[arin-ppml] Initial ISP Allocation Policy

David Huberman David.Huberman at microsoft.com
Mon Jul 15 12:34:07 EDT 2013


For 15 years, ARIN policy (derived from RFC2050) has promoted a dichotomy between provider networks and enterprise networks.  I submit that the dichotomy between enterprises and providers is unbalanced, technically unjustified, and represents poor stewardship.  I believe ARIN Policy should remove the barriers for provider networks who wish to begin numbering their network with space from the Registry.

Under today's Policy framework, it is very easy to get an initial assignment of IPv4 addresses from the Registry if you are a multi-homed enterprise network. Qualifying for a /24 is as simple as having a need to use 64 IPv4 addresses right away, and projecting a need for at least 128 IPv4 addresses within one year.  This Policy is, in this writer's opinion, very good.

Under today's Policy framework, it is not very easy, however, to get an initial allocation of IPv4 addresses from the Registry if you are a multi-homed provider network. Qualifying for the minimum allocation size of a /22 requires the network to already be utilizing a /23 equivalent from other providers or peers, and be willing and able to commit to ARIN to renumbering out of that space before being eligible for an additional allocation.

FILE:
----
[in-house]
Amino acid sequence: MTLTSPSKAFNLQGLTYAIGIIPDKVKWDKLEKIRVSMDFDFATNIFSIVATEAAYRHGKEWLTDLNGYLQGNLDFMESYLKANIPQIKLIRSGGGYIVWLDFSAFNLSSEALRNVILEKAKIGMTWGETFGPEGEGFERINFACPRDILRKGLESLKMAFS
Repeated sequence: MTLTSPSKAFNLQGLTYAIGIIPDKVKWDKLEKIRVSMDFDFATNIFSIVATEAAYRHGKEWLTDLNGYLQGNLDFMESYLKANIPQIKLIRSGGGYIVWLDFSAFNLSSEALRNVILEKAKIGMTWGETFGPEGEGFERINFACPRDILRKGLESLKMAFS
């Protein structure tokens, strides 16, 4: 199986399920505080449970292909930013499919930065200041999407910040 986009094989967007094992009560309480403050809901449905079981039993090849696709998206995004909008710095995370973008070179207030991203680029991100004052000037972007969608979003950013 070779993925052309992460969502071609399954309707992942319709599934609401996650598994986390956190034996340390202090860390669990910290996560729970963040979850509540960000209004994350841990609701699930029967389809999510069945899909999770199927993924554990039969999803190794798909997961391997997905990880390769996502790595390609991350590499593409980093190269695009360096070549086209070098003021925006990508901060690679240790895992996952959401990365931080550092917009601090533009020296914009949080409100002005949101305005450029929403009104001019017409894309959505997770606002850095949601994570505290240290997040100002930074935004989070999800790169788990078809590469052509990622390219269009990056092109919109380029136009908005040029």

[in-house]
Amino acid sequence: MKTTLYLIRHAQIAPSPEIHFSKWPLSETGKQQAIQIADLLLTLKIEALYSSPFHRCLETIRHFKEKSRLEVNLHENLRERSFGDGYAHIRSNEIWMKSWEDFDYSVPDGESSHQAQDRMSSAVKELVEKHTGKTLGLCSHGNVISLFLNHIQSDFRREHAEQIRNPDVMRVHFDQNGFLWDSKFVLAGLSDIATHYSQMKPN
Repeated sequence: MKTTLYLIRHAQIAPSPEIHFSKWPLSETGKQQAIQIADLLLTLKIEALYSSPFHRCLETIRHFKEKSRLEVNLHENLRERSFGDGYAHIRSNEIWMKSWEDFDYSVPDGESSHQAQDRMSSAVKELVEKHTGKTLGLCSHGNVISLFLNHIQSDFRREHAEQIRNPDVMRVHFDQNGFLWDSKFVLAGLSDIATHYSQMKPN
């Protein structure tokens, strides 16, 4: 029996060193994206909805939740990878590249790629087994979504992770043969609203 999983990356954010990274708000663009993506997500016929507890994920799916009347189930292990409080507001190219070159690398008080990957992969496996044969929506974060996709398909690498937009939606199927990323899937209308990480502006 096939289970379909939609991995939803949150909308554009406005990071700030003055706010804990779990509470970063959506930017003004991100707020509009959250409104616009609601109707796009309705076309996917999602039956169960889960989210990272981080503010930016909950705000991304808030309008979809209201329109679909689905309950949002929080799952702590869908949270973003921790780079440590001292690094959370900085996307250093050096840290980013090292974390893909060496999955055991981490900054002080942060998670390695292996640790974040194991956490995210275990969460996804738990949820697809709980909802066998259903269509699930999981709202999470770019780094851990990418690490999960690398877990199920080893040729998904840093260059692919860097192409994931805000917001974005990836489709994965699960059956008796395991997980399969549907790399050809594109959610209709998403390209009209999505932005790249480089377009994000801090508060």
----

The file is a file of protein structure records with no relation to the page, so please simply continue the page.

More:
Normally, I would submit a Draft Policy Proposal to offer a sound policy solution.  Watching PPML over the last 10 years, however, has me shying away from a proposal because I sense there are too many who are against any changes to the IPv4 policy framework.  I am, therefore, posting this message in hopes of taking the temperature of the policy community.

I think a potential policy change is relevant at such a late date because the math clearly shows that the largest networks will be the ones who will be first unable to receive meaningful additional IPv4 address blocks from ARIN. The smallest of networks should be able to receive allocations and assignments from ARIN long after the large networks have exhausted.  I think, therefore, that a fix to what I believe is an unfair policy would be relevant for a  few years going forward.

What do you think?

With regards,

[cid:image003.jpg at 01CE813E.732C4680]

DAVID R Huberman
Senior Program Manager
Microsoft GFS

425-777-0259 (w)
david.huberman at microsoft.com

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